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topic 4590

Pickling of Stainless Steel Lube Oil System


(2000)

Hawaiian Commercial and Sugar Company is installing a new steam turbine at our Puunene Sugar Mill. Vendor specifications call for pickling the stainless steel lube oil system after on-site fabrication. Pickling will be done with a solution of 20% H2SO4 and 5% HF. Expertise in the islands (including in-house) appears limited; the turbine vendor is not helpful. We are seeking a consultant/contractor for advise on the proposed procedure and/or assistance in completing this process, as well as a supplier of HF for preparing an estimated 150 gallons of 5% solution. The anticipated date of completion is April 2000.

Sean M. O'Keefe
sugar company - Puunene (Maui), Hawaii, USA

First of three simultaneous responses-- (2000)

Both acids are incredibly dangerous, make sure you hire someone experienced in handling these materials. My company could supply the materials, but the best option is to find it locally. Granted in Hawaii finding sources of these materials may be a problem. Get in touch with me and I can set you up. The neutralization process will require some more chemical, but the end product will be no problem, assuming we're just pickling new stainless.

Jeff Watson
Jeff Watson
- Pearland, Texas


Second of three simultaneous responses-- (2000)

Firstly, I would like to know what grade of stainless steel we are talking about and the magnitude of the job. I have to admit I am personally critical of the spec you have, for passivating with H2SO4 and HF.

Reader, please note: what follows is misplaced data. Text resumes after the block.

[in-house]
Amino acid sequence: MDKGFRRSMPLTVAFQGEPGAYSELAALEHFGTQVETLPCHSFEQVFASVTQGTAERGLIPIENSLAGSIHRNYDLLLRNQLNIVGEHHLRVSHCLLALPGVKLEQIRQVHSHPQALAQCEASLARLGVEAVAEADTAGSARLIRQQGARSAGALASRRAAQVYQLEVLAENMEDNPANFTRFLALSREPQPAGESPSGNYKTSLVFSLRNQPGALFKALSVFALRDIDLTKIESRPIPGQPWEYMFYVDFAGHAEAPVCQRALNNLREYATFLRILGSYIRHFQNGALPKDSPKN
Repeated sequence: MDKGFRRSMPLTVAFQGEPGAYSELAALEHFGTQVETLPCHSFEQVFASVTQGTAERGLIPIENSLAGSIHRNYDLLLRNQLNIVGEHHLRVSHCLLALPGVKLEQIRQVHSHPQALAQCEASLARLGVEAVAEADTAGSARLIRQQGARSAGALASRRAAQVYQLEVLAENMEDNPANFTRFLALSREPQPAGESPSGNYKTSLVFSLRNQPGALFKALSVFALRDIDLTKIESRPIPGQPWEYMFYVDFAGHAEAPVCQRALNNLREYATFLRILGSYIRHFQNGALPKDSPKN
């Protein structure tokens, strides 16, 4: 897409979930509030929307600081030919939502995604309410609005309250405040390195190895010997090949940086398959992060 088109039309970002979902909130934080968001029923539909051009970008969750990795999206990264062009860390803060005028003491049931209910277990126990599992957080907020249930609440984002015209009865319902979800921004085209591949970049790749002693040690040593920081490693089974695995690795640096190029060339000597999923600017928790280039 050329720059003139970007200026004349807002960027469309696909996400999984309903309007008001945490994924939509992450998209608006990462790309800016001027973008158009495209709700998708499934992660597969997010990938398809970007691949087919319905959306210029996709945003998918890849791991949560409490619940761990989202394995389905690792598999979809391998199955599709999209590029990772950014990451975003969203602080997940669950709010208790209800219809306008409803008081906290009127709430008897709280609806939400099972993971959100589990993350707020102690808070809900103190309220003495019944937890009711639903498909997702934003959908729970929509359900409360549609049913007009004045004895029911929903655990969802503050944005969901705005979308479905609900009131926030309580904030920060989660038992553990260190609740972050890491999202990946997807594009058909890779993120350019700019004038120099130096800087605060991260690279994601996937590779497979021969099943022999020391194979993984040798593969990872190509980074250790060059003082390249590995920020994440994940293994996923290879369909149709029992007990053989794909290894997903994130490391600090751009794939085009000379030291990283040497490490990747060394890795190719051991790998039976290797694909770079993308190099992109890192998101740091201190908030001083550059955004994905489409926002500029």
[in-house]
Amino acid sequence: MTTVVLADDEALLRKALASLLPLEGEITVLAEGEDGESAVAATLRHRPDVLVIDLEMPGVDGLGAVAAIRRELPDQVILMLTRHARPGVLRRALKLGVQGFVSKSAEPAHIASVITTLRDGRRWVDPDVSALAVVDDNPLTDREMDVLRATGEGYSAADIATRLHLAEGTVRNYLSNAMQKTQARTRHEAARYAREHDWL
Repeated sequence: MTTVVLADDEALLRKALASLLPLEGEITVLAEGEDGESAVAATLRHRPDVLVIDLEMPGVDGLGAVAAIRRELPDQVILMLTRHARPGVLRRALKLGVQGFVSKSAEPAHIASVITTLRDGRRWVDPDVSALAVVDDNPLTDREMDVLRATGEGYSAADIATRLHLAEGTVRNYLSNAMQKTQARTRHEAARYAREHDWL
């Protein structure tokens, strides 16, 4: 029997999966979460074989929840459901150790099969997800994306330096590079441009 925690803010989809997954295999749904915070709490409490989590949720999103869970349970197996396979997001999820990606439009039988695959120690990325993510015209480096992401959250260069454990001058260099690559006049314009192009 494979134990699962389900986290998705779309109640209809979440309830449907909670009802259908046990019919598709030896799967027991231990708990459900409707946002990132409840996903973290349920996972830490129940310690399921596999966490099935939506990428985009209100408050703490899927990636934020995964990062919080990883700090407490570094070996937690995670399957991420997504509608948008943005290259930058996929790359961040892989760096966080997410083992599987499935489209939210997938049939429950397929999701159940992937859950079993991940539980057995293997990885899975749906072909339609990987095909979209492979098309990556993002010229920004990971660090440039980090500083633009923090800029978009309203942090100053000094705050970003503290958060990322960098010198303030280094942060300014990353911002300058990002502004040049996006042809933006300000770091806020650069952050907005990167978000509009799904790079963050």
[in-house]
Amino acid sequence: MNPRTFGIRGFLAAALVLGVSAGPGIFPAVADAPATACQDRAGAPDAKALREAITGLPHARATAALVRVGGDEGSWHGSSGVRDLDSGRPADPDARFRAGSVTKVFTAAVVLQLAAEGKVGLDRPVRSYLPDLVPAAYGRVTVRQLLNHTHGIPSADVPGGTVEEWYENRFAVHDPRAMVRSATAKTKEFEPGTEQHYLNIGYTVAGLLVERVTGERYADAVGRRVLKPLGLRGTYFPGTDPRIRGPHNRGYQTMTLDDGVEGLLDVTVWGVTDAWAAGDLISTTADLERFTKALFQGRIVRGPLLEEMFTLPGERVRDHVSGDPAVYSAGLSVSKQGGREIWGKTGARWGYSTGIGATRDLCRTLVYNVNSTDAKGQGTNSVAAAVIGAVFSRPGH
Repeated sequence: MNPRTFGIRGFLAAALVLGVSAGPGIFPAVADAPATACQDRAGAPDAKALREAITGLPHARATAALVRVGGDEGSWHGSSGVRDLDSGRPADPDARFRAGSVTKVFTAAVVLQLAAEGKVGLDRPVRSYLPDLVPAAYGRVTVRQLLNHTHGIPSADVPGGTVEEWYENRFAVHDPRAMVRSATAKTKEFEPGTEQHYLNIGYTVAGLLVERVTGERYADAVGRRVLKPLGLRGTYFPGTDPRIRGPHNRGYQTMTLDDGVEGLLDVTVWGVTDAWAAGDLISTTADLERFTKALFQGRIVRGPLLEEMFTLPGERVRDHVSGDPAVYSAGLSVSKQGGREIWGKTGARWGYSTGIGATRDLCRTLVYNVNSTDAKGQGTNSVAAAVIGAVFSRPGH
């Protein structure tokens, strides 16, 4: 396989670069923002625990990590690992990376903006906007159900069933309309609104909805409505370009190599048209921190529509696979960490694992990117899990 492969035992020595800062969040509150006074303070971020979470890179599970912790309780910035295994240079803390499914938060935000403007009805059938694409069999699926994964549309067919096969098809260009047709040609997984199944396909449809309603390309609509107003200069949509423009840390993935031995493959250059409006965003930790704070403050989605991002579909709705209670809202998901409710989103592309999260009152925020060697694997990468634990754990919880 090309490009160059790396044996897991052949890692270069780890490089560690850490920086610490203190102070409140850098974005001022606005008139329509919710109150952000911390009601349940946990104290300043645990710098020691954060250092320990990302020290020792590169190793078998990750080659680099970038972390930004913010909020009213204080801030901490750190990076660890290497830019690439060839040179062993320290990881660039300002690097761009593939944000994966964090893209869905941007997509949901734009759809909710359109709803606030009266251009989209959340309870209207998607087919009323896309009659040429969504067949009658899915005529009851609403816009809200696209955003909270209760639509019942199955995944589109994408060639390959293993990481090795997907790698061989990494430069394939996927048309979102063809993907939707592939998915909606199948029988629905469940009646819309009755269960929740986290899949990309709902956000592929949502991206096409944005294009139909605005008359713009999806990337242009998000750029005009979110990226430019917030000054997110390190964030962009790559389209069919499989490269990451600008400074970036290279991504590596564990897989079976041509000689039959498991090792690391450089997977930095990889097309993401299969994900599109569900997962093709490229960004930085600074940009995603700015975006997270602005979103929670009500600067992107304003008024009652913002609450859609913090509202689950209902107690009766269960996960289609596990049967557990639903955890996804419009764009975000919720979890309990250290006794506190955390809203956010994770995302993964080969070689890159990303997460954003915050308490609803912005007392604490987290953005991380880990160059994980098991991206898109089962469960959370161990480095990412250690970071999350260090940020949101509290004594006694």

Joel Levinsohn
Joel Levinsohn
- Sydney, Australia


Third of three simultaneous responses-- (2000)

Sight unseen, it is difficult to foresee all of the possible problems. I am not sure of the reason that they have specified a pickle step. The HF at 5%, if they are referring to 70% concentration, is a very strong and aggressive acid.

It would appear that it would involve pumping a solution thru the piping system so that there was a even flow/exposure to all of the pipe, not a weak one to one area and a very long one to another.

70% HF is very very bad stuff. It makes the sulfuric look like a pussycat. 30% will cost a lot more to get the equivalent acid, but it is about 3 orders of magnitude safer to handle.

I would not let anyone that has not had experience with 70% touch the stuff. You also need to make arrangement with the local hospital to have the chemical to treat an HF burn. Very few will normally have it on hand. It gets injected under the burn and another type goes on top.

I am a consultant, have worked with it, but am in Florida. I suspect that you do not want to have the extra flight costs if you can avoid it. I am about the least costly consultant you will find.

James Watts
- Navarre, Florida

P.S.: (2000)

I left out a very important item, Temperature. Sulfuric becomes rapidly more aggressive to stainless steel when you go above 75F. It preferentially attacks the carbides, IE: the weld areas. the HF is nasty all of the time. A rule of thumb is the chemical attack will double with a 20F temp rise. That rate will souble with another 20F rise. Sulfuric acid being diluted with water (acid into water) generates a very large amount of heat, well over 100F. Ice can be used for water, but you may have to use a chiller or an ice bath or similar.

The neutralized acid will have to be checked for chrome and nickel. It might exceed what you can send to drain after the elementry neutralization step. The neutralization will generate a massive amount of heat and will literally blow up if you are not careful.


(2000)

It seems to me you could make this solution with 30% HF and 50% sulfuric acid. This latter acid is readily available and easily handled relative to concentrated sulfuric. The downside is slightly greater cost, but safer handling and minimal exotherm has much to recommend it.

James M. Taylor
- Orange, California


(2000)

The best approach to your problem in terms of effectiveness and safety, is to have it done electrochemically. It may not be the cheapest but it has to be the best.

Joel Levinsohn
Joel Levinsohn
- Sydney, Australia

(2006)

Stainless steel pickling: why not with phosphoric acid?

N.N.Jena
- Ahemadabad, Gujarat, India



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